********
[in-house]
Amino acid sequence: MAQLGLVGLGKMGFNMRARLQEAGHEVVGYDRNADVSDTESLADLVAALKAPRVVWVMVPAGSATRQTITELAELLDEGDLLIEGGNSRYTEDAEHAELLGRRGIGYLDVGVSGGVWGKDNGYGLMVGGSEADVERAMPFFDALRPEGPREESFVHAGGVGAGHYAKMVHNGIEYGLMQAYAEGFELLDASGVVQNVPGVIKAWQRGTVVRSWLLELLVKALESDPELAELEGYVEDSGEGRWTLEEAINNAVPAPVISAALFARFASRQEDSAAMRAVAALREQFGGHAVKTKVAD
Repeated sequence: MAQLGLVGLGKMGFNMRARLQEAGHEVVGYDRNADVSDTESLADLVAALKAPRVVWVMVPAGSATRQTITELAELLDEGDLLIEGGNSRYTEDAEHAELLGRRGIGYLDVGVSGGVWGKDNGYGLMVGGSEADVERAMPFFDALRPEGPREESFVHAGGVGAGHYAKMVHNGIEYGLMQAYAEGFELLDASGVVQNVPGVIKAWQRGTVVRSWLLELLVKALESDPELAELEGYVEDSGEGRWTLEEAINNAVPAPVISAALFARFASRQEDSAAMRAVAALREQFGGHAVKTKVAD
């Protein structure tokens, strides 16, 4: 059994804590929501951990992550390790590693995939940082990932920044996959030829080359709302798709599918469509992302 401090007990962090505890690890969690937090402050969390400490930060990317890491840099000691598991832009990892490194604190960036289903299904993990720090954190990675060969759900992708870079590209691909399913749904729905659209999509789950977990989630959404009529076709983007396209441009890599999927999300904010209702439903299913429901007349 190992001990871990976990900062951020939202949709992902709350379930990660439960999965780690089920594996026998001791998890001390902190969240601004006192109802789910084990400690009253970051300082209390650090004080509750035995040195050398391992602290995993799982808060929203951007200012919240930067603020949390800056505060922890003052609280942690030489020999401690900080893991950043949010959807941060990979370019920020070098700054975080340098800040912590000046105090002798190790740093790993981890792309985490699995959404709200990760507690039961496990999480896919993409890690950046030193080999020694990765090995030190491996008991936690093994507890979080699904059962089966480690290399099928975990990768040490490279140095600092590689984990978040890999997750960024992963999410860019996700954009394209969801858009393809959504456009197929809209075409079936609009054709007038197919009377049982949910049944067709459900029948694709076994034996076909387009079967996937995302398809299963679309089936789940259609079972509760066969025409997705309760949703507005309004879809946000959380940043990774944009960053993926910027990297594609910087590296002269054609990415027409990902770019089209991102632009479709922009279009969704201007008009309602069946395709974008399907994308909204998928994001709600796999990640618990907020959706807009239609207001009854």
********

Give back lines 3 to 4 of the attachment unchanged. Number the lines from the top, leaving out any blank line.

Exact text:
Repeated sequence: MAQLGLVGLGKMGFNMRARLQEAGHEVVGYDRNADVSDTESLADLVAALKAPRVVWVMVPAGSATRQTITELAELLDEGDLLIEGGNSRYTEDAEHAELLGRRGIGYLDVGVSGGVWGKDNGYGLMVGGSEADVERAMPFFDALRPEGPREESFVHAGGVGAGHYAKMVHNGIEYGLMQAYAEGFELLDASGVVQNVPGVIKAWQRGTVVRSWLLELLVKALESDPELAELEGYVEDSGEGRWTLEEAINNAVPAPVISAALFARFASRQEDSAAMRAVAALREQFGGHAVKTKVAD
């Protein structure tokens, strides 16, 4: 059994804590929501951990992550390790590693995939940082990932920044996959030829080359709302798709599918469509992302 401090007990962090505890690890969690937090402050969390400490930060990317890491840099000691598991832009990892490194604190960036289903299904993990720090954190990675060969759900992708870079590209691909399913749904729905659209999509789950977990989630959404009529076709983007396209441009890599999927999300904010209702439903299913429901007349 190992001990871990976990900062951020939202949709992902709350379930990660439960999965780690089920594996026998001791998890001390902190969240601004006192109802789910084990400690009253970051300082209390650090004080509750035995040195050398391992602290995993799982808060929203951007200012919240930067603020949390800056505060922890003052609280942690030489020999401690900080893991950043949010959807941060990979370019920020070098700054975080340098800040912590000046105090002798190790740093790993981890792309985490699995959404709200990760507690039961496990999480896919993409890690950046030193080999020694990765090995030190491996008991936690093994507890979080699904059962089966480690290399099928975990990768040490490279140095600092590689984990978040890999997750960024992963999410860019996700954009394209969801858009393809959504456009197929809209075409079936609009054709007038197919009377049982949910049944067709459900029948694709076994034996076909387009079967996937995302398809299963679309089936789940259609079972509760066969025409997705309760949703507005309004879809946000959380940043990774944009960053993926910027990297594609910087590296002269054609990415027409990902770019089209991102632009479709922009279009969704201007008009309602069946395709974008399907994308909204998928994001709600796999990640618990907020959706807009239609207001009854």